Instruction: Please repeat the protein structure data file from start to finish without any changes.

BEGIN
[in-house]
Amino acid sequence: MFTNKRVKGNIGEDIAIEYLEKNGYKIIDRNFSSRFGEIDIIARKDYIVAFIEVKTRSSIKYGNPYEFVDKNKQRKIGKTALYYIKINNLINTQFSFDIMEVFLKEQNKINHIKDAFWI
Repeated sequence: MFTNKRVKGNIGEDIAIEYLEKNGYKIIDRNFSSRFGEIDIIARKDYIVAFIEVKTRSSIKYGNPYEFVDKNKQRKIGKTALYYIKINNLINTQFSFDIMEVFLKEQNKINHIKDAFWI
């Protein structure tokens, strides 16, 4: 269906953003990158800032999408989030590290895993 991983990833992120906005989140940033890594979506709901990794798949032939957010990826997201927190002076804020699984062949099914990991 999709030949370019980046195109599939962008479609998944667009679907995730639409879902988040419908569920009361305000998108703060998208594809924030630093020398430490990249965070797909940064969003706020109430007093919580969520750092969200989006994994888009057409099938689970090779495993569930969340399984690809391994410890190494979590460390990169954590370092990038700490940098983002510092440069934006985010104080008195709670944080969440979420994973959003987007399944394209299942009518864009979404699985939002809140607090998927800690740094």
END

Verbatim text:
[in-house]
Amino acid sequence: MFTNKRVKGNIGEDIAIEYLEKNGYKIIDRNFSSRFGEIDIIARKDYIVAFIEVKTRSSIKYGNPYEFVDKNKQRKIGKTALYYIKINNLINTQFSFDIMEVFLKEQNKINHIKDAFWI
Repeated sequence: MFTNKRVKGNIGEDIAIEYLEKNGYKIIDRNFSSRFGEIDIIARKDYIVAFIEVKTRSSIKYGNPYEFVDKNKQRKIGKTALYYIKINNLINTQFSFDIMEVFLKEQNKINHIKDAFWI
């Protein structure tokens, strides 16, 4: 269906953003990158800032999408989030590290895993 991983990833992120906005989140940033890594979506709901990794798949032939957010990826997201927190002076804020699984062949099914990991 999709030949370019980046195109599939962008479609998944667009679907995730639409879902988040419908569920009361305000998108703060998208594809924030630093020398430490990249965070797909940064969003706020109430007093919580969520750092969200989006994994888009057409099938689970090779495993569930969340399984690809391994410890190494979590460390990169954590370092990038700490940098983002510092440069934006985010104080008195709670944080969440979420994973959003987007399944394209299942009518864009979404699985939002809140607090998927800690740094």